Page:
For Antonia Kolokythas, chair, Oral and Maxillofacial Surgery at URMC’s Eastman Institute for Oral Health, social distancing and virtual learning gave her an idea for an educational opportunity.
She decided it was the ideal time to coordinate the department’s first-ever International OMFS Grand Rounds with universities in Israel and the U.S. After the first successful session with more than 40 participants from the University of Rochester’s Eastman Institute, Hadassah University in Jerusalem, Israel and Barzilai University Medical Center in Ashkelon, Israel, she expanded it for the next session. The University of Illinois at Chicago joined the existing group, totaling 72 participants from the four universities who connected in real time this week.
“Since we’re unable at this time to travel to give lectures and presentations, I thought it would be a great opportunity to establish this inter-departmental grand round series,” said Dr. Kolokythas.
“These grand rounds have allowed us to draw on the experience of our international colleagues and discuss cases that we might not otherwise be exposed to during our training, due to the rarity of certain cysts or tumors,” said Dr. Brett Spenrath, an OMFS resident at Eastman Institute. “We also discuss more common conditions and talk about the many treatment options available, and what our successes and challenges have been.”
Considered a world authority on sialoendoscopy, an innovative technique that uses extremely narrow endoscopes to diagnose and treat many conditions of the salivary glands, Dr. Oded Nahlieli, is chair of Oral and Maxillofacial Surgery at Barzilai University Medical Center, and an adjunct professor at EIOH.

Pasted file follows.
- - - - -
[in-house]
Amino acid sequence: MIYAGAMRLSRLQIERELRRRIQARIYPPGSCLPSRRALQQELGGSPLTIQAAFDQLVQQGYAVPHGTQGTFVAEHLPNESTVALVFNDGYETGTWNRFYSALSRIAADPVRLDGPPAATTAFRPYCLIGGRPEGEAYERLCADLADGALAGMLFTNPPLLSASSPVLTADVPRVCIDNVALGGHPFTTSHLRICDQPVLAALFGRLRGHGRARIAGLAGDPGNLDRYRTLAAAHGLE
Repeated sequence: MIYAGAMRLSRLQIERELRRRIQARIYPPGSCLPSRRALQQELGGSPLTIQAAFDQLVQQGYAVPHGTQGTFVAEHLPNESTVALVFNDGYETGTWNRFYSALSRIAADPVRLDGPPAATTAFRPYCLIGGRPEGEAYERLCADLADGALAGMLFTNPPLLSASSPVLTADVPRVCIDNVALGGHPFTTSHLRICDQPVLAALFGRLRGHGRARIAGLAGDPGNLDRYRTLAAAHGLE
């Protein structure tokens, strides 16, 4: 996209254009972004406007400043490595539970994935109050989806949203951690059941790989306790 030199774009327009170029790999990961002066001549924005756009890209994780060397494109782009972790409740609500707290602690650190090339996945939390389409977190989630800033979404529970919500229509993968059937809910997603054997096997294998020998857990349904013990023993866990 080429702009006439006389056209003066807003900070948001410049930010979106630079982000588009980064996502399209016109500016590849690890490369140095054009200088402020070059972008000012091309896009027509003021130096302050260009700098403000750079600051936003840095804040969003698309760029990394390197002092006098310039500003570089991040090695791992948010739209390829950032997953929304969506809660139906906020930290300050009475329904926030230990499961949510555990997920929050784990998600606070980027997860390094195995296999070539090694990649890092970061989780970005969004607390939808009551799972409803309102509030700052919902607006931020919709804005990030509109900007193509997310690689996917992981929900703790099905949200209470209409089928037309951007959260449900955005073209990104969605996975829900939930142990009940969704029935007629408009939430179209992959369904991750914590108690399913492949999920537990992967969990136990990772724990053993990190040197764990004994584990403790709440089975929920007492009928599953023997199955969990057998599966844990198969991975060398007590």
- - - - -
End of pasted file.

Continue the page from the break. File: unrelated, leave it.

“After each presentation, we expand the conversation to include a meaningful discussion about the evidence published in current literature,” she added. “The residents from all the programs have great questions.”
Dr. Kolokythas and Dr. Nardi Casap-Caspi, OMFS chair at Hadassah University and an adjunct professor at EIOH, who both serve on the editorial board for the Journal of Oral and Maxillofacial Surgery, presented on complex maxillofacial pathology patient cases.
“One topic was the conservative management of lesions that are usually managed much more aggressively,” Dr. Spenrath said. “It was interesting to see how they selected patients based on their potential to benefit from an alternative conservative approach, rather than the traditional techniques.
“These sessions have been valuable not only because they allow us to continue our education during the lockdown,” added Dr. Spenrath, “but also because they allow us to work in conjunction with our international colleagues and gain a broader perspective from the combined experience and knowledge of our combined faculty.”
“We’re so pleased this program is enhancing the residents’ education, and we’re looking forward to ongoing expansion for these international grand rounds, even post-Covid19,” said Dr. Kolokythas.